Several years ago a friend shared a frustration about her job as a public school teacher: She felt that in the faculty lounge she had to pretend to be pro-life, lest she lose her job. She worked in a conservative school district, and the other staff leaned to evangelical Christian (she did not). She felt persecuted, and she didn’t think it was right. I agreed.
Not because I was myself on the fence concerning abortion — I had always opposed it. But because it seemed to me that if you are a government employee, you shouldn’t lose your job for agreeing with the laws of the government you serve.
[I should clarify here: She was not complaining that she couldn’t share her views with students — she had no desire or intention of doing that; given her subject and the ages of her students, abortion was not ever going to be discussed in the classroom in any way. What she feared was that merely holding the beliefs that she did would cost her job.]
In studying history there comes an ugly moment when you suddenly understand how hopelessly immersed you are in your own culture. Future people will wonder why you did not have more courage to stand for what you knew was right. They will also wonder why you did not see how terribly wrong you were about principles that, to a later generation, seem entirely clear. But the pull of your own time and place is too powerful.
That is how I feel about the law.
Product of late 20th-century USA, having grown up on patriotic songs and the Pledge of Allegiance and trips to Williamsburg and copies of the Constitution handed out at the bank in 1987 to commemorate the bicentennial . . . I’ve got this obsession with the Bill of Rights. I am too late-century to believe it has been flawlessly administered, but I can’t shake the idea that it ought to be.
And enshrined in the 1st Amendment is the right to be wrong. We call it freedom of religion.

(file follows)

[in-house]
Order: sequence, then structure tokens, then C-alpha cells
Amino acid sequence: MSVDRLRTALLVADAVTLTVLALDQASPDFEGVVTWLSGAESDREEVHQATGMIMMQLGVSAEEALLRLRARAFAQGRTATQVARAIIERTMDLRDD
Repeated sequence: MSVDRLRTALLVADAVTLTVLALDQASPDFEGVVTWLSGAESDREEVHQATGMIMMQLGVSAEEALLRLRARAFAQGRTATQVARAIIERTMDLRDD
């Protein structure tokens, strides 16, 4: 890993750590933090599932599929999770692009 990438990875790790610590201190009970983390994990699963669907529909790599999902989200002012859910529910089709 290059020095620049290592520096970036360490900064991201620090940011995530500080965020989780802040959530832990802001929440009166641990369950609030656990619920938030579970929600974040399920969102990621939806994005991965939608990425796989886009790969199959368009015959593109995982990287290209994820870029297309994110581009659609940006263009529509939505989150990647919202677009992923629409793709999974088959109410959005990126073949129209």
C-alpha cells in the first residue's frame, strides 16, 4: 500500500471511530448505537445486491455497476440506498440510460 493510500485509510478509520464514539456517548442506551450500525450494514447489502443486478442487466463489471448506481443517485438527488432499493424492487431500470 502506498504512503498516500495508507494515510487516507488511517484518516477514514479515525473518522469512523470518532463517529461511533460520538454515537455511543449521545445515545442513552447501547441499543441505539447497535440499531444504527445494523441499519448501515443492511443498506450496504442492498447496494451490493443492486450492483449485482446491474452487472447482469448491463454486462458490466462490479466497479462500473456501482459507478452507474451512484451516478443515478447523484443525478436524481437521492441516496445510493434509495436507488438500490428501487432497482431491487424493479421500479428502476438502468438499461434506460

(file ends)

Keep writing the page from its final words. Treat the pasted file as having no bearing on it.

Even though Congress is not supposed to make laws prohibiting the free exercise of religion, of course it does. If your faith prescribes polygamy or ritual human sacrifice, no-can-do for you. Morality informs the law, and no amount of arguing that your religion required you to embezzle that money will get you out of jail. The majority will legislate the boundaries within which you may practice your beliefs. The majority of course, being composed of people who are sometimes wrong.
(Example: Slavery. Big mistake that one. No slaves were emancipated by arguing in Confederate court, “My religion tells me I shouldn’t have to be a slave.” But religious arguments — initially regarded as crazy fringe nutcase arguments — did eventually persuade the Union government to emancipate. No comment on the timing.)
And then there’s the taxes. We don’t get a discount for deciding we object to the nuclear weapons program or the latest foreign war. I suppose you shut your eyes and pretend your particular contribution is all going to food stamps, and someone else’s cash covers the objectionable stuff. Either that or you buy in to the whole “Whose face is on that coin?” thing.
[More limits on free exercise: We can’t even get out of the draft selectively — either you’re 100% pacifist, or you sign on for all wars at all times — no concept of just warfare as a religious principle to be actively lived by able-bodied men of military age.]
So what’s the big deal with the reproductive-services-funding mandate? Critics of the Church observe that the law is only asking for employers to pay for services that Americans overwhelmingly want, and that the medical industry considers perfectly good healthcare. You’ve got to be some kind of crazy fringe nutcase to object to wholesome American goodness like Sterilization and Apple Pie. (Correction: There might be a case for raising insurance rates on the people who eat the pie.)